Pursuing the vote

The student member of the county Board of Education seeks an official voice on the panel


As a student member of the Howard County Board of Education, Jeff Lasser's vote on policies has symbolic meaning but does not affect the outcome.

Lasser would like a more hands-on role on issues affecting students, and he is proposing that the student member's powers be expanded to include partial voting rights.

Currently, while the five adult members of the school board cast votes on issues including graduation requirements and school boundaries, Lasser's opinion is recorded but not counted.

"One of my main goals of the year is to promote the voice of students in Howard County," said Lasser, 17, a senior at Atholton High School who has the support of the Howard County Association of Student Councils' executive board. "I think the best way to do it is through an official vote."

With a PowerPoint presentation and a three-page proposal in hand, Lasser is expected to make his case tomorrow before the school board. The proposal also would require the approval of Howard County's state delegation to the General Assembly.

Lasser has an arsenal of information to support his argument that an official vote would add weight to a student's perspective.

"Overall, the voice would be improved if we were to have a vote," he said. "The students are the ones who are in school every day and could evaluate which policies work and what can be changed."

Among Maryland's 24 school systems, all but Kent County's have a student representative or member sitting on local school boards. But not all have equal voting rights, and some have no vote at all, according to the State Department of Education.

Anne Arundel County's student member can vote on every matter. Others on Baltimore-area school boards - including those in Baltimore, Montgomery and Prince George's counties - have limited voting rights.

Lasser's proposal mirrors Montgomery County's policy, which allows a student member to vote on all issues except the budget, disciplinary personnel matters, school boundaries and closings, and collective bargaining.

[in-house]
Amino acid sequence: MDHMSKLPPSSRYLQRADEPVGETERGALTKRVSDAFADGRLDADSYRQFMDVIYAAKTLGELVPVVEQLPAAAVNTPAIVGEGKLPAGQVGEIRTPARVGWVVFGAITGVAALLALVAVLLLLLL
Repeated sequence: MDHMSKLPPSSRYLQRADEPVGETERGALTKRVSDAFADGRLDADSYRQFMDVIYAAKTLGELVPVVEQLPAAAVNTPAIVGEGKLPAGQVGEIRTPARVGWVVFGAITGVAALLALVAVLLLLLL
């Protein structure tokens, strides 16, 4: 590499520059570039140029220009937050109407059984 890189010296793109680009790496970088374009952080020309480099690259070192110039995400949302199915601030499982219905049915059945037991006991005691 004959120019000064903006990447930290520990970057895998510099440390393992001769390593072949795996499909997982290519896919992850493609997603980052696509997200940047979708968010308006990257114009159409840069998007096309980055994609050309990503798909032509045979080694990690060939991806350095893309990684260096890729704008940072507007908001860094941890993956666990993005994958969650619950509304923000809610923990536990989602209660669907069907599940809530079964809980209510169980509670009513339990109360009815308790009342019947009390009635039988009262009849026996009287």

Josh Michael, a senior at Centennial High School who as the student member of the State Board of Education has partial voting rights, said student members who can vote feel they are treated with "more respect from board members, and they have more success in relaying the student's voice."

"The final form of debate is a vote," said Michael, noting that he is not representing the views of the State Board of Education.

Courtney Watson, chairman of Howard County's elected school board, said the panel is looking forward to hearing Lasser's proposal.

"I'm on the fence," Watson said. "I want to hear the arguments and want to hear from the public about it."

The school board values the student member's opinions, Watson said.

"As board members, we've changed our minds based on what students tell us," she said. "The students have a perspective that's important."

Lasser also has armed himself with a response to the concern that giving the student member voting rights would create an even number of votes on the panel, creating a potential for ties.

If approved, the proposal would go into effect next year, when the makeup of the school board is to change. Next year, the school board would have eight members with an expansion to seven officials plus a voting student member.

Lasser is suggesting making five members a majority, meaning that a motion would fail if four or fewer members voted for it.

In Howard County, the position of the student board member was established in 1988. Three years later, the school board approved a proposal allowing for a student member's opinion vote.

Marcy Leonard, principal at Atholton High School, who was the school board's first student representative, said she supports partial voting rights.

"If we think about it, the ultimate constituent of the education system in Howard County is the students," Leonard said.


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